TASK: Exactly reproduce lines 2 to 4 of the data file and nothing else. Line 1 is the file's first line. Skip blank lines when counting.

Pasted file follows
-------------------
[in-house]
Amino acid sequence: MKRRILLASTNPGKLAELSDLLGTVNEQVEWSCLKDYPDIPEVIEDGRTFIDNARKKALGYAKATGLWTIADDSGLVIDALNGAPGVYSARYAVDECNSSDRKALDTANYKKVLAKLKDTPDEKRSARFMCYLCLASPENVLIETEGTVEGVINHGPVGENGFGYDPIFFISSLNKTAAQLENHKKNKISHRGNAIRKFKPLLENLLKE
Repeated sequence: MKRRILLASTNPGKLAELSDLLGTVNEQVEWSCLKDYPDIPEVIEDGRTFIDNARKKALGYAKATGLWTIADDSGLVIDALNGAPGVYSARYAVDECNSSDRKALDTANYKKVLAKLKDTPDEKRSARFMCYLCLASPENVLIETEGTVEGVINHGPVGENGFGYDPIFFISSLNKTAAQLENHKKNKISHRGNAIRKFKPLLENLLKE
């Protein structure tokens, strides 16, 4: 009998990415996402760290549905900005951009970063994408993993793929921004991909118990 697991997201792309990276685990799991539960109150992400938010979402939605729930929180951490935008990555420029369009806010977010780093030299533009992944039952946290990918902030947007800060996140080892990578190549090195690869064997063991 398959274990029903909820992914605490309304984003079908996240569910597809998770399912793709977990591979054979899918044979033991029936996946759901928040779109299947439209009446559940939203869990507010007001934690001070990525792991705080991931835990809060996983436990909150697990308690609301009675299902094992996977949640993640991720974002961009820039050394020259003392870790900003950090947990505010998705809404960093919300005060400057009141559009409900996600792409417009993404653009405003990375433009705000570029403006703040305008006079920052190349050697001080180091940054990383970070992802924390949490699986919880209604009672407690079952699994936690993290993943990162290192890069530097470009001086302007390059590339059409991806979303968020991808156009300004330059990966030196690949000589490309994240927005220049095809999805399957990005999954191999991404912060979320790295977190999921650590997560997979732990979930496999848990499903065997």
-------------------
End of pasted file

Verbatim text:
Amino acid sequence: MKRRILLASTNPGKLAELSDLLGTVNEQVEWSCLKDYPDIPEVIEDGRTFIDNARKKALGYAKATGLWTIADDSGLVIDALNGAPGVYSARYAVDECNSSDRKALDTANYKKVLAKLKDTPDEKRSARFMCYLCLASPENVLIETEGTVEGVINHGPVGENGFGYDPIFFISSLNKTAAQLENHKKNKISHRGNAIRKFKPLLENLLKE
Repeated sequence: MKRRILLASTNPGKLAELSDLLGTVNEQVEWSCLKDYPDIPEVIEDGRTFIDNARKKALGYAKATGLWTIADDSGLVIDALNGAPGVYSARYAVDECNSSDRKALDTANYKKVLAKLKDTPDEKRSARFMCYLCLASPENVLIETEGTVEGVINHGPVGENGFGYDPIFFISSLNKTAAQLENHKKNKISHRGNAIRKFKPLLENLLKE
């Protein structure tokens, strides 16, 4: 009998990415996402760290549905900005951009970063994408993993793929921004991909118990 697991997201792309990276685990799991539960109150992400938010979402939605729930929180951490935008990555420029369009806010977010780093030299533009992944039952946290990918902030947007800060996140080892990578190549090195690869064997063991 398959274990029903909820992914605490309304984003079908996240569910597809998770399912793709977990591979054979899918044979033991029936996946759901928040779109299947439209009446559940939203869990507010007001934690001070990525792991705080991931835990809060996983436990909150697990308690609301009675299902094992996977949640993640991720974002961009820039050394020259003392870790900003950090947990505010998705809404960093919300005060400057009141559009409900996600792409417009993404653009405003990375433009705000570029403006703040305008006079920052190349050697001080180091940054990383970070992802924390949490699986919880209604009672407690079952699994936690993290993943990162290192890069530097470009001086302007390059590339059409991806979303968020991808156009300004330059990966030196690949000589490309994240927005220049095809999805399957990005999954191999991404912060979320790295977190999921650590997560997979732990979930496999848990499903065997």